Cheerful Barclays and despondent BTR steal limelight

MARKET REPORT

Barclays, the banking group, and BTR, the suffering conglomerate, dominated a lacklustre stock market. The bank's story was one of optimism with the shares said to be heading for 900p, but for BTR it was another round of anxiety and uncertainty.

In busy trading Barclays rose 18p to 800p with the market enjoying its adroit sale of part of its 3i shareholding and continuing to speculate it has a big deal on its banking floor, perhaps the flotation of its Barclays de Zoete Wedd investment side.

Rumours BZW is set to be demerged have been flying around the market for some weeks. In some quarters the 3i deal is seen as a forerunner to unlocking BZW.

BTR fell 5p to 259p, lowest for four years. The 1995/96 warrants dropped to 9.5p; they could be dead in the water, giving holders the right to subscribe for one new share at 258p in the 30 days following September's interim report.

The latest decline was sparked by stories that big investors were being sounded out about a possible dividend cut; a reduced profit forecast by BZW and suggestions the conglomerate had called analyst meetings for next week.

BTR refused to confirm any meetings had been arranged. "We never comment on market rumours,", was the company's response to inquiries.

The group has three sets of warrants outstanding. This year's would produce pounds 240m; next year's pounds 350m and the 1997 warrants pounds 425m.

There is little doubt BTR would sorely miss the income as the proceeds have almost certainly been factored into its cash calculations.

The 1997 warrants, also offering a switch into shares at 258p, fell 3.5p to 21.5p; the l998 version is now down to 6p. The strike price is 405p.

The rest of the market had another uneventful session with the FT-SE 100 index giving up 5.1 points at 3,756.4.

Hopes are rising that ScottishPower is on the verge of lifting its offer for Southern Water.

Its first splash, pounds 1.5bn, was topped by Southern Electric's pounds 1.6bn. Scottish shares were little changed at 305p; they have felt the strain of bid action and are only just above their 12-month low.

Southern Electric was dulled 4p to 672p and the target slipped 5p to 988p.

Smith & Nephew, the health-care group, stretched to a new high of 215.25p as takeover hopes mingled with prospects for its artificially grown skin development, but Carlton Communications was caught out by suggestions that Disney was cutting back film production which would hit its video operations.

A 3.08 million sale at 509p also contributed to a 15p fall to 513p.

RTZ improved 11p to 983 as the copper market appeared more stable and Johnson Matthey, the metals group, eased 20p to 630p as SBC Warburg, in a bought deal, took on 9.9 per cent stake from Minorco, the South African group. It was unclear whether Warburg managed to place all the shares at its 625p asking price.

The latest round in the superstore hostilities left Tesco off 5.5p to 300.5p. Asda, which also had to contend with the added setback over its drugs price battle, lost 1.5p to 118.25p.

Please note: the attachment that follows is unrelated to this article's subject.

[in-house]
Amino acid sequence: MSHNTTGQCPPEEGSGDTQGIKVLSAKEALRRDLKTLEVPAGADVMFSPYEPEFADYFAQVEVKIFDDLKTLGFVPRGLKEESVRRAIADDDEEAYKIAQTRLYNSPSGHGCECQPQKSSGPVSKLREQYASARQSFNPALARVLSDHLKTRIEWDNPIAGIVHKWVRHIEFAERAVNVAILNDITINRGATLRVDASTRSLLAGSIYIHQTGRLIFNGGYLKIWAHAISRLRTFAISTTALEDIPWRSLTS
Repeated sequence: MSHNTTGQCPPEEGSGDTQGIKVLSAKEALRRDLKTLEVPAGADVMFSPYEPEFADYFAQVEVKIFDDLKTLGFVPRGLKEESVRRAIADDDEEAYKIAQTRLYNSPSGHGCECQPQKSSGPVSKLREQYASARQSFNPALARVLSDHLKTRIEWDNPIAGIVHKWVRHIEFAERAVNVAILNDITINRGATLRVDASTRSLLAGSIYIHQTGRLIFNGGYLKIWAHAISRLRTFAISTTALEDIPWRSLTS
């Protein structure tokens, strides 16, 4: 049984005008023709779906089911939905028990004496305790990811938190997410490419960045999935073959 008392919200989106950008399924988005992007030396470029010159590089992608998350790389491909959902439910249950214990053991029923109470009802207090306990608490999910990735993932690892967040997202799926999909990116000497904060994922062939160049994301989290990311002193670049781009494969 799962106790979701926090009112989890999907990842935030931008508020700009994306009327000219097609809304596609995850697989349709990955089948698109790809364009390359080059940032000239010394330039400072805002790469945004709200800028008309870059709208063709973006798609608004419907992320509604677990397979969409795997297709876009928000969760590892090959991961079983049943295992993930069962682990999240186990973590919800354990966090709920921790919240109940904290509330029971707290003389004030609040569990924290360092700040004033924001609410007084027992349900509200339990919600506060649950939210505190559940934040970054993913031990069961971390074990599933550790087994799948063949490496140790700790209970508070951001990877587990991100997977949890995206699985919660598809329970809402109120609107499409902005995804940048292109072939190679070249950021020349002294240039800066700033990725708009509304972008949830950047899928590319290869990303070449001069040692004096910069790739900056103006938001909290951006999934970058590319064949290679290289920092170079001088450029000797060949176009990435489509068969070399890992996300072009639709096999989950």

Cable & Wireless rose 9p to 420p following the flotation of Asia Satellite Communications in Hong Kong; its 33 per cent has been cut to 23 per cent, netting pounds 60m.

Greene King, the East Anglian brewer splashing out pounds 197.5m for The Magic Pub Co, rose 24p to 692p.

Fibernet, planning a national high-speed network, produced a wire-humming debut, touching 139p and settling at 131p against a 100p issue price.

But Carnell, the travel publisher from the Nigel Wray stable, was a disappointment failing to reach its 27p suspension price. The company, now called Columbus, closed at 23p.

Bardon, the aggregates group which has attracted considerable speculative interest in the past, held at 38.75p. A US investment house, Tweedy Browne, has acquired a 3.4 per cent interest.

Mayflower, a specialist engineer, fell 13.5p to 108.5p as its ambitious pounds 172m takeover of the US Pullman group, was abandoned following a rival offer.

Manchester Utd continued to dip, reflecting last week's batch of director share sales. The price fell 19p to 441p. A Merrill Lynch recommendation added 3p to Wembley at 361p.

Andrews Sykes, the air conditioning group, continued to benefit from the hot weather, rising 13p to a 433p peak. The shares were 198p a year ago.

TAKING STOCK

r Details are due this week of the flotation of London & Edinburgh Publishing, producing commemorative brochures for such events as this week's Royal Ascot. Around pounds 1.5m is being raised through the sale of 30 per cent of the company. L&E is also deeply involved in event advertising and is thinking of running a duty-free shopping service on the Internet. John East & Partners and Fiske & Co are handling the flotation which is expected to value the company at around pounds 4.5m.

r A De Gruchy, running Jersey's top department store, continues to attract attention.

Merchant Retail Group, which operates the Jopling stores, has acquired another 136,400 shares, lifting its stake to 24.09 per cent. De Gruchy, unchanged at 195p, has said it wants to talk to MRG.

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